4. Sabotaged investment in remaining employees: In any company, when one member of the team suddenly gets fired, everyone notices – and everyone gets nervous. Whether they say it or not, each remaining employee starts wondering, “Am I next? If they fired him/her with no warning, how can I know how secure my job really is?” This is when the remaining employees stop trusting the employer. That’s when the whole working relationship begins to unravel. Employees who feel expendable start to put less effort and care into doing their jobs. They start scouting out options for work elsewhere. They might well decide to quit suddenly, with little or no notice – probably at an inopportune moment when that departure can cause damage. Such “blowback” has undermined the success of many key projects and mission-critical functions.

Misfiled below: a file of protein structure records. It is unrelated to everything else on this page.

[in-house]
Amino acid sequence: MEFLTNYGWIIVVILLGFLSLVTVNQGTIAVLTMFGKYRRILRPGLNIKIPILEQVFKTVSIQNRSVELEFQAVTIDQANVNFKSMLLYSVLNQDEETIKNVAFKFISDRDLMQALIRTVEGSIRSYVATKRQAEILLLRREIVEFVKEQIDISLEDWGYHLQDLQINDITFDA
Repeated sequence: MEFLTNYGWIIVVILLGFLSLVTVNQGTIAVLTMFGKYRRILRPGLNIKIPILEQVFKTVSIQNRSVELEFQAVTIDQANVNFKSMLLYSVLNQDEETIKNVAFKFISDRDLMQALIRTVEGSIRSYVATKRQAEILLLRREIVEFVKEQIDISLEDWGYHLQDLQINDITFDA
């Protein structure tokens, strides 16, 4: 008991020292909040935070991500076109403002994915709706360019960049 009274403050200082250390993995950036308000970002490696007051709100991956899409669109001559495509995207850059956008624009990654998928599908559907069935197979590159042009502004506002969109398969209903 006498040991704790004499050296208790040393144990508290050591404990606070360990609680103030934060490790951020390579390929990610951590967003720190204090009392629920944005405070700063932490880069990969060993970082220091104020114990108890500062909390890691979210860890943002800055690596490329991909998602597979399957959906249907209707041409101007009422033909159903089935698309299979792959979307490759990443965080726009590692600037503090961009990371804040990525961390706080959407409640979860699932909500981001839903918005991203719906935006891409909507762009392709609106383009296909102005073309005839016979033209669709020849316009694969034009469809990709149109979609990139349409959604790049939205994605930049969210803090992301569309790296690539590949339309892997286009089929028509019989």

5. Lost credibility: Like individuals, organizations rely on their reputation. People do talk – directly and indirectly, publicly and privately, formally and informally. Few things can undermine a company’s credibility faster than evidence of inept management. Sudden firings, or a wave of employees jumping ship, are a prominent signal of management problems. Customers, partners, and competitors aren’t likely to miss that. No one wants to do business with an unstable organization. Furthermore, a demonstrable inability to manage or retain key staff at crucial times also can be publicly embarrassing. That’s just a different aspect of “costly.”